unidentifiable remains (the church, post-orlando)

I was fascinated a few years ago when the remains of King Richard III were found under a parking lot in England. Richard died in 1485; I was amazed anything identifiable still remained at all.

This week, there is news of other royal remains: archeologists believe Henry I may rest under another parking lot in another city in England. Henry died in 1135 of food poisoning. He gorged himself on his favorite unhealthy stuff, and then he died.

There is a lesson in here.

But first, it’s worth sharing a couple of tidbits from the news story of the discovery, the details of Henry’s reign, recounted on the website of the History Channel. Discussing Henry’s ascendancy, usurping the higher claim of his older brother, the story says,

“Henry proved to be an effective, if repressive, ruler, strengthening the monarchy and establishing a rigid administrative system that kept the realm functioning efficiently. He also stood out for his rampant womanizing; he fathered some two dozen illegitimate children, more than any other British monarch in history. In one gruesome incident, Henry is said to have let two of his own granddaughters be mutilated (their eyes poked out and the tips of their noses cut off) as part of a political quarrel.”

None of that surprises me, politics of the dark and middle ages being what they were. (And I’m not sure why I just relegated that to those “less enlightened” times.) Henry was a power broker, a power monger, a political animal. Power is a drug, and Henry’s bad behaviors could all be symptoms of his addiction.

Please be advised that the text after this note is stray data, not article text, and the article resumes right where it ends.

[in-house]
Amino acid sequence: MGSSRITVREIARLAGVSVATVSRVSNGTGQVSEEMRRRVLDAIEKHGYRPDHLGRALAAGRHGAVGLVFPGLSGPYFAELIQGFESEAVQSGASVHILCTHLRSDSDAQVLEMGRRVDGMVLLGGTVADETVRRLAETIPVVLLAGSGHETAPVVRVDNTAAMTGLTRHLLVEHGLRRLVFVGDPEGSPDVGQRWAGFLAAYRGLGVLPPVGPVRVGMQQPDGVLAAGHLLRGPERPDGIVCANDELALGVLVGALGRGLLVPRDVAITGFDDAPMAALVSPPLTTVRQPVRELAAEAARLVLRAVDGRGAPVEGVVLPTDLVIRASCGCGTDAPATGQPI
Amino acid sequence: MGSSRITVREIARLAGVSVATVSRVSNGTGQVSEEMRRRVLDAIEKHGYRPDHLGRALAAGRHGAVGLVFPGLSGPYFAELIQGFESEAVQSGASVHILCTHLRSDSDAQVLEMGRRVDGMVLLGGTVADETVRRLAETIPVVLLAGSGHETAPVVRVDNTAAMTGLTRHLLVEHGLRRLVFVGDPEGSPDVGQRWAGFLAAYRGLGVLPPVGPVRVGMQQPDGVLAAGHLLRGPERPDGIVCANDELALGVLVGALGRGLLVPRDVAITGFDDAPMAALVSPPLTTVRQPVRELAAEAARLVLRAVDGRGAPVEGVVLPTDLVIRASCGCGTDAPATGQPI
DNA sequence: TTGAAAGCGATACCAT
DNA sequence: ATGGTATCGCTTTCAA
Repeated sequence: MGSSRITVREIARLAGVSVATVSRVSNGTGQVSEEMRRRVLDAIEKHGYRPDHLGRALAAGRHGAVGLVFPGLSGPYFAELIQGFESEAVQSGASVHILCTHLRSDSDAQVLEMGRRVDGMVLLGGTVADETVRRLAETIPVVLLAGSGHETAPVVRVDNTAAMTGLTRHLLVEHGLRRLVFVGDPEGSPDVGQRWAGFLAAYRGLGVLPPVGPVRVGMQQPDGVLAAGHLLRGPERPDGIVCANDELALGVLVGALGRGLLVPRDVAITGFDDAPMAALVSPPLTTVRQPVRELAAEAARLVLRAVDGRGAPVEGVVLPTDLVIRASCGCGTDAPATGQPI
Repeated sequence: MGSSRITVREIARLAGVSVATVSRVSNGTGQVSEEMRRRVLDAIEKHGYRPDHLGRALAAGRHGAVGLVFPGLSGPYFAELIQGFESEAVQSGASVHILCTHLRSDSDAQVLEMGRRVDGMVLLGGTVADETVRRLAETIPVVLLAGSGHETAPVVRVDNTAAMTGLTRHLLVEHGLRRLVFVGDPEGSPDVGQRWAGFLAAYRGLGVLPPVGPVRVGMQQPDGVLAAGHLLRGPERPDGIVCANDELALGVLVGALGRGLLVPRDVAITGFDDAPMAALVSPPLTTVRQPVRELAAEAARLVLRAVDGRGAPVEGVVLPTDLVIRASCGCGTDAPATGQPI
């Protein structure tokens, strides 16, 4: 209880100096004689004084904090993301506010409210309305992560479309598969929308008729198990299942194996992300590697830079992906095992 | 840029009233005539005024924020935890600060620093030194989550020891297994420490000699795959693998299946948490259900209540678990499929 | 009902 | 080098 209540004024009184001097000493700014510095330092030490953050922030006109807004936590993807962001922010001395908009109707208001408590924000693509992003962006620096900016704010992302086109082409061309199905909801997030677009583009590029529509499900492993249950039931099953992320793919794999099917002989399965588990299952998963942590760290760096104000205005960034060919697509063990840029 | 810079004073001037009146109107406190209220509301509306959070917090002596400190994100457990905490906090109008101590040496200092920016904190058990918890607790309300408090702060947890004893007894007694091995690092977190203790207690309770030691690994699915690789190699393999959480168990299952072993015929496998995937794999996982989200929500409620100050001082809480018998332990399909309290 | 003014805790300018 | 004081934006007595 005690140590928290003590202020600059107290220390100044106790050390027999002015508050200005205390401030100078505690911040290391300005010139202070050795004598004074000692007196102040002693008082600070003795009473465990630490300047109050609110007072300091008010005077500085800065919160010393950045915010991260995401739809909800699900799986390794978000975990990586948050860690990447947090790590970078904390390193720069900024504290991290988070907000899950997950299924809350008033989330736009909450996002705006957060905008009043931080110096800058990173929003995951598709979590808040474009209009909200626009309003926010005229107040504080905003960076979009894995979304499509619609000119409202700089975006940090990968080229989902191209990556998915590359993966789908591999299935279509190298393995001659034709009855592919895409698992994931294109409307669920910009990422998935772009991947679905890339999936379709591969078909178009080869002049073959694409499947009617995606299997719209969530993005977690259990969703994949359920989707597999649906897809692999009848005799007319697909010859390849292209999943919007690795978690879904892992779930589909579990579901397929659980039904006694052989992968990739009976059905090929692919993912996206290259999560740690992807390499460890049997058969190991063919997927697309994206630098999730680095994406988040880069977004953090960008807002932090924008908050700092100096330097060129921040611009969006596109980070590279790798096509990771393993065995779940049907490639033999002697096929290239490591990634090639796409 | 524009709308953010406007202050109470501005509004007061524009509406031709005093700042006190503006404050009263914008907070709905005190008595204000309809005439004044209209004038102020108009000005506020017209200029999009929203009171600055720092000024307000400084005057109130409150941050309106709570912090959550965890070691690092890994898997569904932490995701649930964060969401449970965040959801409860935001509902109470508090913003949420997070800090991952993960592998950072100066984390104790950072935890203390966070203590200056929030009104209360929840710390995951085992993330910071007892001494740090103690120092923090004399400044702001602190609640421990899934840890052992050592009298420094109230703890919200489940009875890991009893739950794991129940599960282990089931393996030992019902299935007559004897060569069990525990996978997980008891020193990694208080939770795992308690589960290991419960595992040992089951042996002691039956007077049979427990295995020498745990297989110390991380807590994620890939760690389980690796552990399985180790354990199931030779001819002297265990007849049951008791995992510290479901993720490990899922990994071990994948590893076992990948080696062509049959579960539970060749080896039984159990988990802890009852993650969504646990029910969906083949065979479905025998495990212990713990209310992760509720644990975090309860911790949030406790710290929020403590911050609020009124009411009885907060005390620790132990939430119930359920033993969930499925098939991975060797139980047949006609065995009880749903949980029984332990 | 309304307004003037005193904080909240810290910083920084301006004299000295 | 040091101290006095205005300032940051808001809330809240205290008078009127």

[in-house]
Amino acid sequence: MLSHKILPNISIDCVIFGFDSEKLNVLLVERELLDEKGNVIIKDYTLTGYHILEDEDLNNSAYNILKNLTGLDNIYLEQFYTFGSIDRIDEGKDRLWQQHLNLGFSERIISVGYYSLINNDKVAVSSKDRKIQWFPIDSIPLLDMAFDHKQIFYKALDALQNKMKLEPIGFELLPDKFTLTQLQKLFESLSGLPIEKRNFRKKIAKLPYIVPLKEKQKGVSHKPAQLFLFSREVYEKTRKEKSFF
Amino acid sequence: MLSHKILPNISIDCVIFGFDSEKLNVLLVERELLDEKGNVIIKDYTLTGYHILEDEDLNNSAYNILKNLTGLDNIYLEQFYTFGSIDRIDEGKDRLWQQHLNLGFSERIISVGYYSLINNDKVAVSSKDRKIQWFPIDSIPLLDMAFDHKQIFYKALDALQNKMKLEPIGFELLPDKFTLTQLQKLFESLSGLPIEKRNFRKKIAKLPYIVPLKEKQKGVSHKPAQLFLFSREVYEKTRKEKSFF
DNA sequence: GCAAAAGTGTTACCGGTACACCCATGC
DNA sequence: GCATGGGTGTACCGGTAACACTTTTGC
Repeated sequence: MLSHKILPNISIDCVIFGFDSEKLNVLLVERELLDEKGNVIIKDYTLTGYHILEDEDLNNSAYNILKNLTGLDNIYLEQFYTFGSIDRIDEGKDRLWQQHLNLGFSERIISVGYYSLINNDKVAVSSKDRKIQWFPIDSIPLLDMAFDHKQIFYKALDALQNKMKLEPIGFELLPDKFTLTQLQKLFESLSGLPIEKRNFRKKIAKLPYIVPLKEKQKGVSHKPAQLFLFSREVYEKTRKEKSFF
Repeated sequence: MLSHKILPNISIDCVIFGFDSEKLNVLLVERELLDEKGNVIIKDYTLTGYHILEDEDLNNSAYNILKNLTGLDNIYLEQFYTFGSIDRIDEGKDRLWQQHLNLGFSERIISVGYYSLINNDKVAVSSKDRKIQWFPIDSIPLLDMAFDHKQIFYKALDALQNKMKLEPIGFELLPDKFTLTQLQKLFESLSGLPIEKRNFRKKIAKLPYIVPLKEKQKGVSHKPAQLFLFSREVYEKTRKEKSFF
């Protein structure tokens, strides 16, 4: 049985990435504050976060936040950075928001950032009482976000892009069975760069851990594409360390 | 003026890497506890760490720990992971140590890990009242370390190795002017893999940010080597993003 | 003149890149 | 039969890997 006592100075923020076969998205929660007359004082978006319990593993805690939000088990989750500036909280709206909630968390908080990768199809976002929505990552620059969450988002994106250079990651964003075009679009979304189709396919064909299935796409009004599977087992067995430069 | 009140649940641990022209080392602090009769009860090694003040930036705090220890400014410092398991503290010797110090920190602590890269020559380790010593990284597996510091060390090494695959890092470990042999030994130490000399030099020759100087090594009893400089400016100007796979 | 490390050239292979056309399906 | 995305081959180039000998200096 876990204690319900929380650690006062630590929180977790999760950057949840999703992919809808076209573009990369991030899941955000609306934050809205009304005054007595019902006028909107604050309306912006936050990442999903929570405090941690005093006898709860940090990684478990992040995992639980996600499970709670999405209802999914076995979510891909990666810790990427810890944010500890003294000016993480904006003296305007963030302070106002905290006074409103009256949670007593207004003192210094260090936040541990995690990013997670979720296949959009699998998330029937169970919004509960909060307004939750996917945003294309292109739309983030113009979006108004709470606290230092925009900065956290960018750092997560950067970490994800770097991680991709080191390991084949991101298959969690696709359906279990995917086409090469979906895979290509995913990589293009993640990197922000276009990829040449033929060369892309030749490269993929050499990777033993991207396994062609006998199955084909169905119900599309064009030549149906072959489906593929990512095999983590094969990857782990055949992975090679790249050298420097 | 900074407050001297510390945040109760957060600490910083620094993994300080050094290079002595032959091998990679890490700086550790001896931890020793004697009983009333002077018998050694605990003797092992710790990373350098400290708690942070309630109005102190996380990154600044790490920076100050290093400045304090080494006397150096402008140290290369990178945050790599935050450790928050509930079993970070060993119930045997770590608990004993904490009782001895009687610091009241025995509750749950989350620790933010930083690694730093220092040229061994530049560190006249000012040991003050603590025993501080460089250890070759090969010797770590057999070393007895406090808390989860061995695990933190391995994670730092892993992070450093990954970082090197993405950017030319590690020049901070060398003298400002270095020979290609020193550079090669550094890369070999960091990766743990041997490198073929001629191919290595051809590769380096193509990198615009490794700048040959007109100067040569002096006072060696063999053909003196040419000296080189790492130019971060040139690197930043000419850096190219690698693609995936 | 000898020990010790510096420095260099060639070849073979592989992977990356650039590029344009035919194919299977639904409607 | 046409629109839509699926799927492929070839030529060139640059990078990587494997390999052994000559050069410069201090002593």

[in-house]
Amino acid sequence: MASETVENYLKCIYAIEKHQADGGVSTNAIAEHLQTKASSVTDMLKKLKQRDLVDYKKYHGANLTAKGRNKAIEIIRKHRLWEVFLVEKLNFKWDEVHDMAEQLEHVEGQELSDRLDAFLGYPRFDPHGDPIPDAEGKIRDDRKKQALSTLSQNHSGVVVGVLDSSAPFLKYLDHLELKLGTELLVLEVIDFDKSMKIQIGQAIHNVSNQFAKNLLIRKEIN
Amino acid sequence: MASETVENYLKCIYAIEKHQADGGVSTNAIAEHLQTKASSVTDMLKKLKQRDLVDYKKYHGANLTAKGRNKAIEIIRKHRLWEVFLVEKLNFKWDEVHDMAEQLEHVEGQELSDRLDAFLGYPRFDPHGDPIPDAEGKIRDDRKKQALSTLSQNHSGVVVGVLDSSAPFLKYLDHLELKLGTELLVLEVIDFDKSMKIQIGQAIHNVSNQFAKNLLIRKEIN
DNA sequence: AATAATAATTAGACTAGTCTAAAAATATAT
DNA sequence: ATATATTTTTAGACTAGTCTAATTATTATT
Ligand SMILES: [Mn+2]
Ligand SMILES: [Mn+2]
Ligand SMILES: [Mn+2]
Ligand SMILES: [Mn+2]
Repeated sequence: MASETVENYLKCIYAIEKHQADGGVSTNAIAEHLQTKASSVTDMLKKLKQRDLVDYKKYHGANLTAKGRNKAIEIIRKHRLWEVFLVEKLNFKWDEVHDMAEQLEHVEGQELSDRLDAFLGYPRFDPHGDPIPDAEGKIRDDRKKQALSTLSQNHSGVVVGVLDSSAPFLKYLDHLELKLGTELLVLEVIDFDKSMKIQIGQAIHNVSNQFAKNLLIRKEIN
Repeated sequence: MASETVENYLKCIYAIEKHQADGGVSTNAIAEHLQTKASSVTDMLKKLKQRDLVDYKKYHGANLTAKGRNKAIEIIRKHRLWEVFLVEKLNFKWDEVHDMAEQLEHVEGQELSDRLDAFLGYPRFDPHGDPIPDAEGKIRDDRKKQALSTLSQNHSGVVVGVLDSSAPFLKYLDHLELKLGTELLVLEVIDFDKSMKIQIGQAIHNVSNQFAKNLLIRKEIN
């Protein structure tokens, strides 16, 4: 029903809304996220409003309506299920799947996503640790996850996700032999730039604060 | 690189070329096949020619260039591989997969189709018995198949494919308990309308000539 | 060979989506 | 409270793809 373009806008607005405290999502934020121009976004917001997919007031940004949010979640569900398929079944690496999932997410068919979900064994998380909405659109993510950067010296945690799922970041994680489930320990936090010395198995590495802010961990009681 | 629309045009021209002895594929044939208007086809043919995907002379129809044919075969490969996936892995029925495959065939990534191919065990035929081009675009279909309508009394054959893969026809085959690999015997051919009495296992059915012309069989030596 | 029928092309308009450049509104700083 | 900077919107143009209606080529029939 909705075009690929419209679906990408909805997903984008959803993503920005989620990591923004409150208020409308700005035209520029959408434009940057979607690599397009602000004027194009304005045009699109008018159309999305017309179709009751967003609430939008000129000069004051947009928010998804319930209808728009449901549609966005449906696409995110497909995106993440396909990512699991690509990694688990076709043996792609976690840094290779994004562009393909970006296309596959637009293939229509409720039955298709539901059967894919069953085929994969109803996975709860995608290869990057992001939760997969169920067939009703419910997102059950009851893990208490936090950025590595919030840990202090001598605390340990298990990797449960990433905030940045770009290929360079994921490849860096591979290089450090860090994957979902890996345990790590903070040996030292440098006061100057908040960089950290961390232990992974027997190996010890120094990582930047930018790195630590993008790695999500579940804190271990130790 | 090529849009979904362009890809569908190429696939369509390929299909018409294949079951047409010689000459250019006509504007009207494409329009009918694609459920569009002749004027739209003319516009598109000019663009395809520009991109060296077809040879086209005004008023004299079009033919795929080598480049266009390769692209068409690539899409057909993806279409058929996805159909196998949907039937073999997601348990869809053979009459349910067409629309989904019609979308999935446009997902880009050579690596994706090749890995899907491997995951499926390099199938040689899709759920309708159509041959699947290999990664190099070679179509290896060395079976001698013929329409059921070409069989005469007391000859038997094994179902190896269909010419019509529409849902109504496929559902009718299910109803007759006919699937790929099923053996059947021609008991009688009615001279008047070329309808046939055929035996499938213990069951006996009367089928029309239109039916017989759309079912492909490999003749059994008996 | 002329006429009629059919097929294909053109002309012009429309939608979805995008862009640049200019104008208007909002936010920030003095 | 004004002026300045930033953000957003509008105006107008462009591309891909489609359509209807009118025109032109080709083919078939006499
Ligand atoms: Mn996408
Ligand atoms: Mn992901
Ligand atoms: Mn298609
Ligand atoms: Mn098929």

The story went on to tell how they think he may have ended up in a parking lot. There used to be a church there, Henry’s favorite. He was buried at the church, under the altar. Four hundred years later, the church was torn down, when Henry VIII had a fit of anti-Catholicism. Three hundred years after that, a prison was built on the site. Which eventually included ample parking.

And then, this, my favorite part of the story, recounting the mullings of the historian leading the search: “Henry was a reforming king and would have been fascinated by the idea of cars and transport, and may well have liked being buried under a car park,” Mullaney told the (New York) Times. On the other hand, he continued, “He was a religious man and so I think he would have preferred being buried in a church.”

So, to recap, Henry allowed a political rival to poke his granddaughters’ eyes out. But he was a religious man and wanted to be buried in the church.

This week, lesbian, gay, transgender and other queer folks are still reeling from a massacre of 50 of us in an Orlando nightclub, and many of our families and allies are still grieving the loss of life – as well, perhaps, as the loss of their own innocent belief that LGB people’s battles are done. (Even the most insulated would have a hard time hiding from the battle over bathrooms waged openly against our transgender brothers and sisters.)

And we mourn and pray and shake our heads, and wonder whether anything will ever be different, whether we will ever regain any sense of responsibility to one another or any sense of national well-being or human equilibrium. Signs are not good.